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Bishop Visits Father Joe’s Villages

By Denis Grasska

SAN DIEGO — Even during his years as a priest and auxiliary bishop in the Archdiocese of San Francisco, Bishop Robert W. McElroy was well aware of the good work of Father Joe’s Villages.

While living and ministering in the Bay Area, he would regularly hear radio spots for the organization, with its then president and CEO, Msgr. Joseph “Father Joe” Carroll, soliciting donations.

On March 18, Bishop McElroy finally had the opportunity to tour the main campus of Father Joe’s Villages, to meet with its staff and to interact with its clients.

It was his first visit to San Diego’s largest and oldest provider of homeless services since his installation as the diocese’s sixth bishop last April.

The bishop told The Southern Cross that, through his visit, he hope to express the diocese’s support for Father Joe’s Villages, which he described as “one of the treasures of the Church in this county” and an organization that should be a source of pride for local Catholics.

“I think that Father Joe’s Villages is a breathtakingly significant and Christ-like outreach of the Church to one of our most enduring and complex human problems in San Diego County, namely homelessness,” the bishop said.

He praised Father Joe’s Villages as “a place of hope and creativity,” which has adopted “a very well-thought-out, compassionate and ... comprehensive approach” to addressing the variety of challenges that homeless men and women face.

For Deacon Jim Vargas, president and CEO of Father Joe’s Villages, the bishop’s visit provided a welcome opportunity to explain the current state of homelessness in San Diego as well as to provide a detailed look at the programs that Father Joe’s Villages has implemented to address the issue.

“I wanted him to get a sense of it all, so basically we went through every single program on the tour ... with the exception of those that are offsite,” Deacon Vargas said, adding, “I think he walked away feeling that this [organization] is a resource that he has as bishop.”

The day began around 10 a.m. with a tour of the Neil Good Day Center, a day facility for homeless adults.

The bishop was then taken to Villa Harvey Mandel, one of four affordable housing buildings operated by Father Joe’s Villages, where staff members made presentations about all of the programs and services offered by the Villages.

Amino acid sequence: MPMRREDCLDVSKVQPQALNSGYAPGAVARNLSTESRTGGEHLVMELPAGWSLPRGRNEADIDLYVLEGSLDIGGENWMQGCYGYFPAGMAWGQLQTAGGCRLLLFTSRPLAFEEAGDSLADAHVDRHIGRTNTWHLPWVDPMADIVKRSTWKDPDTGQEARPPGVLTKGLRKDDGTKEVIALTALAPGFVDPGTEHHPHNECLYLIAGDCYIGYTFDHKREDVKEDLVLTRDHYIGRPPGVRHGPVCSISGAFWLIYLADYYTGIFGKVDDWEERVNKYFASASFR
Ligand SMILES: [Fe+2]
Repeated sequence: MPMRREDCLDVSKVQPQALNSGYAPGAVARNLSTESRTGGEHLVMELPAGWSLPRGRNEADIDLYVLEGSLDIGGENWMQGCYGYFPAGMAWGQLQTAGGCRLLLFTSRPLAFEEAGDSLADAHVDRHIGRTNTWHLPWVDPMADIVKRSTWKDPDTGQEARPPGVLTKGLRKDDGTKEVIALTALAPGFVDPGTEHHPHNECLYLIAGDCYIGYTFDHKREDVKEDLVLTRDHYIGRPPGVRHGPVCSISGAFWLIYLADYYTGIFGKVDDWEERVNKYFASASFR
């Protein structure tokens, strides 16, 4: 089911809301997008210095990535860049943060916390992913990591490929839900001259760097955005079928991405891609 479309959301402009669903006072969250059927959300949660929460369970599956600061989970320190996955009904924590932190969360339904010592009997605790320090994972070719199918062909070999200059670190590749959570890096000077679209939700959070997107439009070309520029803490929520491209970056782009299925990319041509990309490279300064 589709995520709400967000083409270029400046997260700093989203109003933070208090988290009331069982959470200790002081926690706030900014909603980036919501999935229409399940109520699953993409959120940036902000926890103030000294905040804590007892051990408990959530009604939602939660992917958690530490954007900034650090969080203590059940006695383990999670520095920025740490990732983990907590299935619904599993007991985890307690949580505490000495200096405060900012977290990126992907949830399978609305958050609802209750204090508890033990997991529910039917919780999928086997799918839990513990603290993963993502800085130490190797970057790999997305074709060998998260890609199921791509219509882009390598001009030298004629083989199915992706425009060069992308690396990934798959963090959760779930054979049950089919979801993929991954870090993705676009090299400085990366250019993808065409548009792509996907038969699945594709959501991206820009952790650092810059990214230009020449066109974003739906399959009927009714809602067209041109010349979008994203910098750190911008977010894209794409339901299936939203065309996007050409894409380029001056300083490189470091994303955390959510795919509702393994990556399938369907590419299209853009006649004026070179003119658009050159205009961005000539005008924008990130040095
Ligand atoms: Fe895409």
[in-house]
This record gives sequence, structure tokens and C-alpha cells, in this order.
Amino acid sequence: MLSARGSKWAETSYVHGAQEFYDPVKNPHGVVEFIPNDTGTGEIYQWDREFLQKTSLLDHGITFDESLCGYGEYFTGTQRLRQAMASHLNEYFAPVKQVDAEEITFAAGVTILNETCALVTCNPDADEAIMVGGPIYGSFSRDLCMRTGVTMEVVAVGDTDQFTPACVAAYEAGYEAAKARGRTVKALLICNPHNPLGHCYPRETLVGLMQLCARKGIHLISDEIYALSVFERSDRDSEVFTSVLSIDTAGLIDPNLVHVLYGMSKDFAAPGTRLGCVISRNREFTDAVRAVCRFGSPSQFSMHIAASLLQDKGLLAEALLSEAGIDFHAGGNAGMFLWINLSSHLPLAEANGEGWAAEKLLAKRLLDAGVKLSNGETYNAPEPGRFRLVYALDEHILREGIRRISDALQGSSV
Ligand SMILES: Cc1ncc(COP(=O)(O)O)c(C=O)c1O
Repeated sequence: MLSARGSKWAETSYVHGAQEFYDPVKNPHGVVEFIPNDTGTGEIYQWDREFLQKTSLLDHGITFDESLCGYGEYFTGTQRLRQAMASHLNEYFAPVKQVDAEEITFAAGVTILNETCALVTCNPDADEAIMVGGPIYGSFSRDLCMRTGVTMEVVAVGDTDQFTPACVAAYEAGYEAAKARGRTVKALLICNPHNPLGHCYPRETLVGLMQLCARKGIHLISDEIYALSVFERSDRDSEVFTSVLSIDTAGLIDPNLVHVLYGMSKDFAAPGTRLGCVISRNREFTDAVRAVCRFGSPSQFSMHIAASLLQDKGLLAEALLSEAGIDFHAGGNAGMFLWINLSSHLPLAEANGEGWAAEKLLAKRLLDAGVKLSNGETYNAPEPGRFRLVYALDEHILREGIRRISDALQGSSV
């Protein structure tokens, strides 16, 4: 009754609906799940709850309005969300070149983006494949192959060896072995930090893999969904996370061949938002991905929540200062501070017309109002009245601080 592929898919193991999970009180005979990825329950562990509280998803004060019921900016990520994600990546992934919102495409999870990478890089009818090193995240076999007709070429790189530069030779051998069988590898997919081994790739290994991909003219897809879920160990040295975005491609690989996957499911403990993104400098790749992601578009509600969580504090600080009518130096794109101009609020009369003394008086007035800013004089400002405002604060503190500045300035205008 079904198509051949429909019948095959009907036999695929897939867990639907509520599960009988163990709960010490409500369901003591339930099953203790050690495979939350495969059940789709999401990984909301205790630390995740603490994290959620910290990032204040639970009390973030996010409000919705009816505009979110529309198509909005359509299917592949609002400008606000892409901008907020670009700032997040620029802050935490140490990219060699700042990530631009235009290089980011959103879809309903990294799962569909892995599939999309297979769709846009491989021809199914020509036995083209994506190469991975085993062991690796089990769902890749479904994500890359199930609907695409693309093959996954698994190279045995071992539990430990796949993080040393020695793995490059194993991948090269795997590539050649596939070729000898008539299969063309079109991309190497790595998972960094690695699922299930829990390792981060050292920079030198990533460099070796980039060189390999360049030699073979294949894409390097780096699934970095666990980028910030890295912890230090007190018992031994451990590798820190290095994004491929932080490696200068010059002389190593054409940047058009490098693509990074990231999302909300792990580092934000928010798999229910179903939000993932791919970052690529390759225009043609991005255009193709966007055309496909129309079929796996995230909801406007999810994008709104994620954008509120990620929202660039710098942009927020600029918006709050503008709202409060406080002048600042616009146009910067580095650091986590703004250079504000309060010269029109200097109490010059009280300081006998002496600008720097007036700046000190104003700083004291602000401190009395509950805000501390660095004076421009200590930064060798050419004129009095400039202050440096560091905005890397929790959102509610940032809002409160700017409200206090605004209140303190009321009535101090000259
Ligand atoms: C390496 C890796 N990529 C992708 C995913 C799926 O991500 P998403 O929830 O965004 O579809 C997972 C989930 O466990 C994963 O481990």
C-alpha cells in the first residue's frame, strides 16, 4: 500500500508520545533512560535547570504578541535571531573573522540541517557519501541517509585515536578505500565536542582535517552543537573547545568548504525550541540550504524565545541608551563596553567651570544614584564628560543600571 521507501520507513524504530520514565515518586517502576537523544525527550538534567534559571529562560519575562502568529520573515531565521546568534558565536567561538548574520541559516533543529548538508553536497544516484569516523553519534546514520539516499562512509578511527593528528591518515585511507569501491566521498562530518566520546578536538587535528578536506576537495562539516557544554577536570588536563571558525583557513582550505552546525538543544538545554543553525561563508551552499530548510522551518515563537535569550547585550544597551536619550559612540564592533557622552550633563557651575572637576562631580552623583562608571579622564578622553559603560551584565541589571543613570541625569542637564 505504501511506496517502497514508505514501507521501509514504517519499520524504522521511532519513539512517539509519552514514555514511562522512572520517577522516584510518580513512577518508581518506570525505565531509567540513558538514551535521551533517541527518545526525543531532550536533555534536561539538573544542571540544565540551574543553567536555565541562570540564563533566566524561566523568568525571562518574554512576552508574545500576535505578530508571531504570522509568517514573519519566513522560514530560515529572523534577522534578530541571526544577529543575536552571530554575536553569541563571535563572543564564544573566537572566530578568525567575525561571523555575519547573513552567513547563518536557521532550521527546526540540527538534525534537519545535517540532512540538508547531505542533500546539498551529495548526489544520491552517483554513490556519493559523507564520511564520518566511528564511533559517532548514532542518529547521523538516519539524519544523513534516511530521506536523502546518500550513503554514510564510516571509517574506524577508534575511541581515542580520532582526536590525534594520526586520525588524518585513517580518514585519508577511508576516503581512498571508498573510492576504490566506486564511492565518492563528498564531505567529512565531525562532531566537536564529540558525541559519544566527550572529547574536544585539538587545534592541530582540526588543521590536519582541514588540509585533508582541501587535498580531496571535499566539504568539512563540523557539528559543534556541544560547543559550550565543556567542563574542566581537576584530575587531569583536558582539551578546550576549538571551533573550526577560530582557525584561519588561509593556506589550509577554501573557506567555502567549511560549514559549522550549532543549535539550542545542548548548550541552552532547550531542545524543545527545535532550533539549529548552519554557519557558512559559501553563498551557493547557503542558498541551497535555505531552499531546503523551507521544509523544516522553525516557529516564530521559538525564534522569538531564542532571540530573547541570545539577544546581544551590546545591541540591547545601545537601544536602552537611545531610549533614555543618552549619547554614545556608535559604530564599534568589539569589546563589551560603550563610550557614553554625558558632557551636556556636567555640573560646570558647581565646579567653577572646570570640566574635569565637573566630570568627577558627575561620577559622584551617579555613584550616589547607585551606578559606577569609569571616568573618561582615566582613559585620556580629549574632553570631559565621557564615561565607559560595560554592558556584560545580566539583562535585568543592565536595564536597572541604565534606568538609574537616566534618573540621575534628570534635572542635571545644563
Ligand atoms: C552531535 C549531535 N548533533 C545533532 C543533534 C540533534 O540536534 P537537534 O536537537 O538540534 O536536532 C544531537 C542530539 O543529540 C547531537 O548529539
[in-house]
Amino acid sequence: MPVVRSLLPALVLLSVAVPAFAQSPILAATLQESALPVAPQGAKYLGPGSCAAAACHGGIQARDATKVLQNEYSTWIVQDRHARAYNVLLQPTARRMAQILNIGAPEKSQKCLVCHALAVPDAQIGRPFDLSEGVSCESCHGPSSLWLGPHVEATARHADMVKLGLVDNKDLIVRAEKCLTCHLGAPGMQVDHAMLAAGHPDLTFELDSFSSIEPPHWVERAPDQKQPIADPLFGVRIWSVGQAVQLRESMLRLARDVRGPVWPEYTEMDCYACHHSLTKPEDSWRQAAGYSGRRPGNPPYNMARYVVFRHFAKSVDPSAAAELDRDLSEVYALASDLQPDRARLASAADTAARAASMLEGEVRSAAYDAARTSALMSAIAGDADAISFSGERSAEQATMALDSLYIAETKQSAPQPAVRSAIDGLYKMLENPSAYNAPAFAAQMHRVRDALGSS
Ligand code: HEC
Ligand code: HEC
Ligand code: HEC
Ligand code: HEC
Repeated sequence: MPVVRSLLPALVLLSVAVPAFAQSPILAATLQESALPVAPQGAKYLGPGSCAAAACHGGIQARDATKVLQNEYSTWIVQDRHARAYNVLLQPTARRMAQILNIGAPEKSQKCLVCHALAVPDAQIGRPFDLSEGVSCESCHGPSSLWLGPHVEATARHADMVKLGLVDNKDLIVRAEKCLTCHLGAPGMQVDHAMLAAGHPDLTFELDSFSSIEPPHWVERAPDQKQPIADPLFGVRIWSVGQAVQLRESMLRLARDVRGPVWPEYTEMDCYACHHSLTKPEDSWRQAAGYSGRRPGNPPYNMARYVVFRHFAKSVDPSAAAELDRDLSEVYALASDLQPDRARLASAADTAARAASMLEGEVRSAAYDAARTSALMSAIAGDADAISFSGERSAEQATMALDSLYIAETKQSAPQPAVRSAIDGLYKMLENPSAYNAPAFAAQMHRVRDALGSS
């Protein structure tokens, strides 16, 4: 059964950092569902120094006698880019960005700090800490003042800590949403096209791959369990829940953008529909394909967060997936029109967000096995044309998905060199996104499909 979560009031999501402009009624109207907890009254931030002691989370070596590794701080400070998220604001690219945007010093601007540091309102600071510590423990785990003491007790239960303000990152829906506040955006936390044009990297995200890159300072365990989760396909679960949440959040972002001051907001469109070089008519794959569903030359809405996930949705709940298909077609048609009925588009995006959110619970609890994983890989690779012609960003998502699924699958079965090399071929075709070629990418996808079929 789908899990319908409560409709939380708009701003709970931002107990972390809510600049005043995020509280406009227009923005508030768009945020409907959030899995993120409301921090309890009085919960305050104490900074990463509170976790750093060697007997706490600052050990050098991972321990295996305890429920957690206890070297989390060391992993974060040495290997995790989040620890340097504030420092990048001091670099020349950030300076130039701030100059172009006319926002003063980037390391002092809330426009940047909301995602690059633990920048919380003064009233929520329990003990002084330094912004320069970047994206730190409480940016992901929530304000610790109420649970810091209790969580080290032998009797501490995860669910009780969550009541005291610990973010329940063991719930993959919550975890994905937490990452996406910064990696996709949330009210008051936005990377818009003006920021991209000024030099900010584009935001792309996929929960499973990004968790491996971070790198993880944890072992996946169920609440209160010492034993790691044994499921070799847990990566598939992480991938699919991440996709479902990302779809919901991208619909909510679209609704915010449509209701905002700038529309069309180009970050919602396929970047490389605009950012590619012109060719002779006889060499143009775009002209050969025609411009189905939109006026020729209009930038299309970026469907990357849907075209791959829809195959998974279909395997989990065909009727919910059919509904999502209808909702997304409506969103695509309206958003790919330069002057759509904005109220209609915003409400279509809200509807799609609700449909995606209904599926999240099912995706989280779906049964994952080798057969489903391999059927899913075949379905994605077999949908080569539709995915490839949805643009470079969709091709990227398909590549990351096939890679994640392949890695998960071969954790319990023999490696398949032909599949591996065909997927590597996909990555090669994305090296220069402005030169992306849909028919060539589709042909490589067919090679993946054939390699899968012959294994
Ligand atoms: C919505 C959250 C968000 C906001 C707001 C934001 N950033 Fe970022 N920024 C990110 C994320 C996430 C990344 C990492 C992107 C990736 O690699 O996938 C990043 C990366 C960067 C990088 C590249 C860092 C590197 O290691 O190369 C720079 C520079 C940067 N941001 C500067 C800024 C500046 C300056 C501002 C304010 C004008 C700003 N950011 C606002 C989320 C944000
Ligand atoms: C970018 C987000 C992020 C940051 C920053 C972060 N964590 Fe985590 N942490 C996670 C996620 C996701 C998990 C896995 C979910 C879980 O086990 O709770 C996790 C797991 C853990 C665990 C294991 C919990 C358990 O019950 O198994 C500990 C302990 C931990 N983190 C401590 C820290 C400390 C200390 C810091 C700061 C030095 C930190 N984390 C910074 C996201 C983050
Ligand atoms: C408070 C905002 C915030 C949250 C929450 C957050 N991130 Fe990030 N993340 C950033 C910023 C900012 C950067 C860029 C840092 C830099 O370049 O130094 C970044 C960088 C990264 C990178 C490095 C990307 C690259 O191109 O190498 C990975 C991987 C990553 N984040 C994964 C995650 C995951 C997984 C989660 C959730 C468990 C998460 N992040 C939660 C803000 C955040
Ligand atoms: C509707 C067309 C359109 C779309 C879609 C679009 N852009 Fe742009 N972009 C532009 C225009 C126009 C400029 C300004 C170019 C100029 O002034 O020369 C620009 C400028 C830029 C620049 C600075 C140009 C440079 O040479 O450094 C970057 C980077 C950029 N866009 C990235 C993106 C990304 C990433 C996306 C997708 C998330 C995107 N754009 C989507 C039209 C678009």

At lunchtime, in the Paul Mirable Center dining room, Bishop McElroy gave the blessing for the meal and joined Deacon Vargas in serving lunch to local homeless and families in need.

“It took me a few minutes to get my portion control right,” Bishop McElroy said with a smile, recalling his experience serving lunch. “I was in charge of the rice and I had to get the amount right and get it in the right place on the plate, but I managed to do that after several tries.”

The bishop spoke approvingly of the dining room as providing not only nutritious meals but also “a place of socialization ... and hospitality.”

Deacon Vargas told The Southern Cross that Father Joe’s Villages typically serves about 3,000 meals a day — breakfast, lunch and dinner — out of its two dining rooms at St. Vincent de Paul Village, and last year served a total of about 1.1 million meals. He said the lunch line is open to the wider community, because there are many San Diegans who are not currently homeless but are “just a couple of paychecks away from being on the streets.”

Bishop McElroy himself ate lunch in the Joan Kroc Center, the residents’ dining room, along with staff members and those residents enrolled in the Villages’ culinary arts program. Deacon Vargas said the 14-week program teaches residents of St. Vincent de Paul Village everything they need to know in order to become chefs and also helps them find jobs.

The bishop said he not only enjoyed the meal, which had been cooked by the culinary arts students, but also appreciated the opportunity to speak with the students themselves and to hear how the program has provided them with a path to immediate employment as well as the dream of opening their own restaurants someday.

After lunch, Bishop McElroy was taken on an extensive tour of the St. Vincent de Paul Village campus. Among other things, he saw its medical and dental clinics as well as its therapeutic childcare center, where preschool-age children — often with developmental delays — are brought up to speed and prepared for elementary school.

The tour concluded in C15, another affordable housing development operated by Father Joe’s Villages, where the organization’s leadership, including president emeritus Msgr. Carroll, spoke with the bishop about their fundraising and development efforts, which depend heavily on private philanthropy.

Bishop McElroy said his visit to Father Joe’s Villages confirmed for him that “the challenge of homelessness in San Diego is immense, it’s growing rather than shrinking,” and “it will only be addressed in a humane and effective manner if all of the actors in society work together to form a continuum of care and support for the needs of the homeless.”

He added that “the Church has to be at the center of that” and that it is, thanks to the work of Father Joe’s Villages and other organizations like Catholic Charities Diocese of San Diego.

The Southern Cross

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